Tell me about the Donald Filtzer book, Soviet Workers and the Collapse of Perestroika.
Basically, during the time of perestroika, there was a lot of discussion about whether or not perestroika had always been inevitable, whether the collapse of the USSR was inevitable from the beginning, and, also, what Gorbachev had been trying to achieve with perestroika. People looked at this from a legal point of view, and from a macro-economic point of view, or from a global political view.
Filtzer had already been writing about the legislation relating to the Soviet worker, with his first two volumes on labour law covering the Stalin and Khruschev periods respectively. He’d written Soviet Workers and De-Stalinisation and this book completes the third in his trilogy. The reason why it’s absolutely brilliant is basically because he analyses what it was like to be a worker in the Soviet Union in 1985. At that time Soviet workers had virtual security of employment, there was little labour mobility, workers were guaranteed a job, you didn’t do any work, you got very little pay and you had no stake in the running or success of the business. “We pretend to work and they pretend to pay us,” went the joke at the time. Filtzer gives you a picture of a legal regime that provided the backdrop and incentives for this type of behaviour. You ask why the Soviet Union had problems! You don’t need to look at the macro-economics. You just need to look at the Soviet work and the so-called “job” they were doing.
Filtzer goes through and looks at the legislation of the perestroika period as a way of trying to get round the problems in the labour market, trying to incentivise workers to do, basically, what we do anyway – work hard and have the right to receive a salary that is linked to performance – while at the same time struggling with the encroachment of “capitalist” principles of “unemployment” and “unequal pay”. People ask what perestroika was about – glasnost, political freedom, openness, independence for Eastern European states? But at its most basic level, in the economic sphere, it was arguably just about getting the workers motivised and incentivised – democratizing the workplace by giving back to the worker the economic freedom (and rewards that go with it) that was seized by the state in the late 1920s with the nationalisation of the industrial economy and state planning – ideally without the whole system collapsing. He looks at the period 1985-1991 and goes through each attempt to create labour markets, the attempts to democratise the workplace with labour collectives, the end of price controls, self-financing companies with their own budget, and how it all ultimately failed and how it continued to fail, in essence because in 1991 the state still owned all the major enterprises and stepped back from more radical solutions. Unless you can give full ownership back to the worker and give him a stake in the economic success of the company, how are you going to incentivise the factory manager to skip the holiday he feels he’s entitled to in order to finish off that critical summer project?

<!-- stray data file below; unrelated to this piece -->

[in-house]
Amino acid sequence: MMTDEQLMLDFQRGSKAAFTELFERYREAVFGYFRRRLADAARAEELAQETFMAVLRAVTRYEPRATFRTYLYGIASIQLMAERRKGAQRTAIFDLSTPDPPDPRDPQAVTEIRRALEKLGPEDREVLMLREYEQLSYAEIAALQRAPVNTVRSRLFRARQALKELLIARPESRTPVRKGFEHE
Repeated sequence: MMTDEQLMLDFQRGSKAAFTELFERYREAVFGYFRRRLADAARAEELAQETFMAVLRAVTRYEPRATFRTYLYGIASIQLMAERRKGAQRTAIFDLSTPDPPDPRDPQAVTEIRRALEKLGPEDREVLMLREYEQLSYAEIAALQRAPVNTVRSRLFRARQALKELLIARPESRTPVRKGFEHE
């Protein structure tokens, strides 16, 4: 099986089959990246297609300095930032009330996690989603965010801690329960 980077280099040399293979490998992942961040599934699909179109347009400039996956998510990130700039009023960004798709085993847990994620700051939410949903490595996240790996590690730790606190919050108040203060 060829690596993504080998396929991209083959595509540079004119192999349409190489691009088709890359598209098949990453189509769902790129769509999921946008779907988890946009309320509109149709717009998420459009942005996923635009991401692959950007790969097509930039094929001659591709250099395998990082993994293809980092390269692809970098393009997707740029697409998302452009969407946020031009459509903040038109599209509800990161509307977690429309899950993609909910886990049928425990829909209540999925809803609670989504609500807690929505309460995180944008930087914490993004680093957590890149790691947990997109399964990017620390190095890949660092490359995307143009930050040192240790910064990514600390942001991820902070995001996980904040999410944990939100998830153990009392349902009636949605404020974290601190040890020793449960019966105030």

Why doesn’t this work? Why isn’t the common good and building a better world any kind of incentive?
Well, maybe on the barricades in 1917 it was. Indeed the Soviets did believe that they were creating, through law and their political environment, a “new type of man” – homo sovieticus – a collectivist working for the common good. But after you’ve watched all your friends die in wars and famines you might think differently. And by 1970, obviously, you’ve just had enough. Inertia creeps in. You’d ask someone what kind of place they lived in and they’d say either a one- or two-bedroom apartment and you knew exactly what it looked like because all one-bedroom apartments were absolutely identical, as was the case for the two-bedroom variety – there was in fact a comedy film made about this in Soviet times.
You might not intuitively read a book about Soviet workers and labour law, but this book is compelling for anyone who is interested in why the Soviet economy was in such a a dire situation, and how the political leaders struggled to change things within the limits of the prevailing Soviet ideology. Why are there problems in the economy? Why are we in this mess? Because individuals are acting in a particular way. A fixed salary, targets you pretend to meet, no incentive – no wonder!
The Remnick book, Lenin’s Tomb, is more mainstream.
Yes – that’s why it’s on my list. While Soviet Workers is one of those books that probably needs to be recommended by someone in the field, Remnick’s book is a paperback you might otherwise pick up at an airport for a holiday read. It is a brilliantly written book about life at the end of the Soviet Union by someone who was there. If you want to know what the Soviet Union was like and why it was in crisis, this book will tell you. It’s a page-turner too, written as a journalist writes, doing interviews, going to meet people; it’s about riots, racism and the struggles people were going through at that time.